Member of CAB Hall of Fame
McLachlan, Sarah (1968- )
Sarah McLachlan was born on January 28th 1968, in Halifax, Nova Scotia.
At the age of 5, after having her first musical experiments with a ukulele, she began taking vocal training, as well as piano and guitar lessons. In her teens, while attending Queen Elizabeth High School in Halifax, and later the Nova Scotia College of Art and Design, she fronted a new wave band, October Game. It was following a concert by the group at Dalhousie University that she was approached by Nettwerk Records with the offer of a recording contract. Though tempted, she was persuaded by her parents to complete her studies at NSCAD, but in 1987 she signed with Nettwerk, and relocated to Vancouver where the recording company was based.
Though she had not written any songs for publication prior to joining Nettwerk, her first CD, Touch, which was issued in 1988, consisted entirely of songs she had written or co-written, including her own song Vox, which became a major hit, and was released as a single. The album itself eventually went gold in Canada, and was distributed internationally by Arista in 1989. In the same year she toured Canada as the opening act for the group Grapes of Wrath.
Her next CD, issued in 1991, was titled Solace, and its content showed the growth and maturity of her work, and with it came her breakthrough beyond the cult following she had attracted thus far. After touring to promote Solace, Sarah went to Cambodia and Thailand with fellow Vancouver performer Terry David Mulligan, to work on a documentary on poverty, hunger and child prostitution, for World Vision.
On return, and inspired by what she had seen, she retired from the public eye to write material for her next CD, Fumbling Toward Ecstasy, which was released in late 1993, and received major airplay on radio stations across the country. The album peaked in the U.S. charts at #50, and had reached platinum status by the end of 1994, after 62 weeks on the charts. Her next album, Surfacing, was released in 1997 and sold over 1,000,000 copies in Canada.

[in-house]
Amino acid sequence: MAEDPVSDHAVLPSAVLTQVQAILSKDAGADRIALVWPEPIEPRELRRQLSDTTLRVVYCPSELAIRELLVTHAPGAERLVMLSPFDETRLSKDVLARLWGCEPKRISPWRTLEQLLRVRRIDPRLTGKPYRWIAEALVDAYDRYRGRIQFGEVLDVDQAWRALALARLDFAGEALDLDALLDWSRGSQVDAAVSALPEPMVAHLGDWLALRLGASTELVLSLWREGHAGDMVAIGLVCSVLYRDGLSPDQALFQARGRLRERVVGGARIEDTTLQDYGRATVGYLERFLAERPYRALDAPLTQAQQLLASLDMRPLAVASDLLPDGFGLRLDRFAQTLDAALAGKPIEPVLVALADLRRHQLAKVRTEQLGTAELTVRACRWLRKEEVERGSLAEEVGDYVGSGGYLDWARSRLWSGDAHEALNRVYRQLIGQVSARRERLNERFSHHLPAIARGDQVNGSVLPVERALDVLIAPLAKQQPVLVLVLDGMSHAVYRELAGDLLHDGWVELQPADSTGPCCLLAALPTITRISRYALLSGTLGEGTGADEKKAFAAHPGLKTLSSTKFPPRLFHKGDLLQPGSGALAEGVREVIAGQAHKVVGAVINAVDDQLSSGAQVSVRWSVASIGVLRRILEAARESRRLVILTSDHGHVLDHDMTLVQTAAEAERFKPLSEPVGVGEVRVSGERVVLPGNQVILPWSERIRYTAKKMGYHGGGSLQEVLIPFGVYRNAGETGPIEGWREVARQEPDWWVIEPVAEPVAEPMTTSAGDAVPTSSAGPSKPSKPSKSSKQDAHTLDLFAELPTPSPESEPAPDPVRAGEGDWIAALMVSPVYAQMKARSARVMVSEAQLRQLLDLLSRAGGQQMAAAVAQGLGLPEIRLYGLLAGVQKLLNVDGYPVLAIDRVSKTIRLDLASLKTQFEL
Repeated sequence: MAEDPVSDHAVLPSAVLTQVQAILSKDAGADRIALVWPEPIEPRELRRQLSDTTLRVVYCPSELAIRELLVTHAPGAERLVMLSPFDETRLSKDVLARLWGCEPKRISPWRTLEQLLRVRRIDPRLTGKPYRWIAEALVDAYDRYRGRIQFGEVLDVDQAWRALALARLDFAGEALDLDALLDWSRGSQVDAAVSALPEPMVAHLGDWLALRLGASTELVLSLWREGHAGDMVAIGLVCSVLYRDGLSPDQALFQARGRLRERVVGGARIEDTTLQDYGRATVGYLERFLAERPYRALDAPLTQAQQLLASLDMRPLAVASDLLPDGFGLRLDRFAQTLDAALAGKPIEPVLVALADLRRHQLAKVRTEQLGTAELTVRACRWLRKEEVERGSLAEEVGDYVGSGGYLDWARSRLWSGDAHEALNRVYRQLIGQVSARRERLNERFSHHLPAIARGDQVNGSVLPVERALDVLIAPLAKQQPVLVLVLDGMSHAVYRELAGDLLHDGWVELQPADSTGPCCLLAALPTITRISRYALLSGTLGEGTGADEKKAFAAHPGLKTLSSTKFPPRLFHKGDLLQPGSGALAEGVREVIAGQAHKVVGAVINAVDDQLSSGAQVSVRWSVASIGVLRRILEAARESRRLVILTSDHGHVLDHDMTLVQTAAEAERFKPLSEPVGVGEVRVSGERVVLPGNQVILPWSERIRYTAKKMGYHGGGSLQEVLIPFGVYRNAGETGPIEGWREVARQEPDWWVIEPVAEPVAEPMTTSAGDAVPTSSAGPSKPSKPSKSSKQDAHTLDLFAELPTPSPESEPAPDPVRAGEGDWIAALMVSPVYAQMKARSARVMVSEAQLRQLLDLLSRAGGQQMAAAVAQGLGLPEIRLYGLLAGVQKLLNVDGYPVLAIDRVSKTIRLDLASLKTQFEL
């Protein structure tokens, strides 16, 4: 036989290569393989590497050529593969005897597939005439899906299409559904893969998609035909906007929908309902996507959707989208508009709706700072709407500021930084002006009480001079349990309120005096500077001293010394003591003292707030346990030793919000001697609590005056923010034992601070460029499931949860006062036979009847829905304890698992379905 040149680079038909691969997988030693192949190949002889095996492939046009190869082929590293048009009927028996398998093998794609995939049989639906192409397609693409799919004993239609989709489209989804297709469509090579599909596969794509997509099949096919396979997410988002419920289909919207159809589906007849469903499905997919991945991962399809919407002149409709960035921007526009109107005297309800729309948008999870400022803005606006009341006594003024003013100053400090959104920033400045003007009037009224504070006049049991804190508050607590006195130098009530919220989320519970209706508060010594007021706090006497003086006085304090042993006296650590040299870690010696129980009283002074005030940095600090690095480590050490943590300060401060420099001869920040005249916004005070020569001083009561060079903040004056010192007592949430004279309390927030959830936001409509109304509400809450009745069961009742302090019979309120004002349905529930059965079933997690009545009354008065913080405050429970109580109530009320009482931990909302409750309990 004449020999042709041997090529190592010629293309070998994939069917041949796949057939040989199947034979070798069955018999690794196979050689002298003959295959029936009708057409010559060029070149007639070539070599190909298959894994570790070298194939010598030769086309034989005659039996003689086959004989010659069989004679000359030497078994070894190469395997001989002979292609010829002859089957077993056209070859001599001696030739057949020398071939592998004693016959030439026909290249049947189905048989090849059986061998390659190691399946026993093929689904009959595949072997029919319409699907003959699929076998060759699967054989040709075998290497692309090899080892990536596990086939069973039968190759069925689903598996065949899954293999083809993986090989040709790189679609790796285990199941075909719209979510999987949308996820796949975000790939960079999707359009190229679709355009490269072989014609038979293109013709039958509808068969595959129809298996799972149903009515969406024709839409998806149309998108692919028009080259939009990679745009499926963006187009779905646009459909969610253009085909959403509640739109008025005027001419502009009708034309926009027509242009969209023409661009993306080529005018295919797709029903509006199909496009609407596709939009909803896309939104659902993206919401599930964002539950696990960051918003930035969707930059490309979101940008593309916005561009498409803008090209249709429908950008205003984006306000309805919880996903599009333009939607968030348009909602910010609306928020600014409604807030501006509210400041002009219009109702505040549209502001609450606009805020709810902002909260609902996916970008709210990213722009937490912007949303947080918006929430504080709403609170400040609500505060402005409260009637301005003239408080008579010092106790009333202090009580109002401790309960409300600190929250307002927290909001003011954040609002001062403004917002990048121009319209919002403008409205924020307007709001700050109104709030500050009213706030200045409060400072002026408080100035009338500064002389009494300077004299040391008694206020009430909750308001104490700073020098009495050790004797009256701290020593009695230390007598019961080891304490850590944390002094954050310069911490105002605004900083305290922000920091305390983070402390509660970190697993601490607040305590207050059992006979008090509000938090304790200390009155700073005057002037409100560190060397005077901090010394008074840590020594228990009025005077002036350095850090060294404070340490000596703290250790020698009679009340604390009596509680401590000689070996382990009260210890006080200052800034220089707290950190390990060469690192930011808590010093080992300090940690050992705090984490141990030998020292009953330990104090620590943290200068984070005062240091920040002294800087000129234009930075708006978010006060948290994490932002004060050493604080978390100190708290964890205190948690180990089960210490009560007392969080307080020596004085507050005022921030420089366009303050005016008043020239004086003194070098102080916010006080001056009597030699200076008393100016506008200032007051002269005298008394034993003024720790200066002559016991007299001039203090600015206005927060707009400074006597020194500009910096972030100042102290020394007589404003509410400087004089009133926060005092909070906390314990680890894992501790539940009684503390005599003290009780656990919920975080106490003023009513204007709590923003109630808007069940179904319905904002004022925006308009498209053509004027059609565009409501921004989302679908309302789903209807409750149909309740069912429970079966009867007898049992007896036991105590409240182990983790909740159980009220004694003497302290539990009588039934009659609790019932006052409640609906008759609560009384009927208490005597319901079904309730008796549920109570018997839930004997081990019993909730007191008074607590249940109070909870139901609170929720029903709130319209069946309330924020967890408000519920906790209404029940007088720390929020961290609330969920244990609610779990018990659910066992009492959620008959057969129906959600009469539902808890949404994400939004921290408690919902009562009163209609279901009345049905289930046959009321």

In 1996, frustrated by what she perceived as a sexist bias on the part of concert promoters and radio stations, Sarah herself booked a tour with Paula Cole. She first used Lilith Fair as the title of a concert in her home town of Israel, B.C., which in addition to Paula Cole featured Lisa Loeb and Michelle McAdorey, and the following year, 1997, she launched the Lilith Fair Tour, featuring all women performers. The name came from the legend that Lilith was the name of Adam’s first wife, and Fair was chosen to reflect the image of the performers. This tour ran for three years, with a dollar from each ticket sold being given to women’s charities in the communities where Lilith played, and the three tours raised more than $7,000,000 for charity.
Over the next few years, Sarah took a break from concert tours and CD recordings, apart from occasional guest appearances. She returned to public life in 2003 with the release of a new album, Afterglow, which was followed by a CD/DVD, Afterglow Live. In January 2005 she was one of the headliners in One World: The Concert for Tsunami Relief, a benefit concert in Vancouver that also starred Bryan Adams and Avril Lavigne and was broadcast on CTV; she also participated in an NBC tsunami-relief telethon. She continued to tour through 2005, and sang her hit Angel with Josh Groban in the Philadelphia Live 8 concert promoted by Bob Geldof.
Sarah McLachlan has won eight Juno Awards, including Female Vocalist of the Year, Songwriter of the Year, Single of the Year (Building a Mystery) and Album of the year (for Surfacing) in 1998, and Pop Album of the Year (for Afterglow) in 2004. She has won three Grammy Awards: Best Female Pop Vocal for Building a Mystery (1997) the same award for I Will Remember You in 1999, and Best Pop Instrumental Performance in 1997 for Last Dance.
Her Lilith Fair efforts earned her the Elizabeth Cady Stanton Visionary Award in 1998 “for advancing the careers of women in music”. In 1999 she was made an Officer of the Order of Canada, in recognition both of her contributions to Canadian music and her extensive work for women’s charities, and in 2001 she was made a member of the Order of British Columbia for her outstanding achievements as musician, singer and songwriter. She also founded an outreach program to provide music education for inner city children in Vancouver; it was so successful that in May 2007, the B.C. Government awarded a $500,000 grant to Sarah to further expand her Music Outreach program.
In November 2006, Sarah McLachlan was inducted into the Canadian Association of Broadcasters’ Hall of Fame in the Canadian Music Star Category.
Written by Pip Wedge - October, 2006
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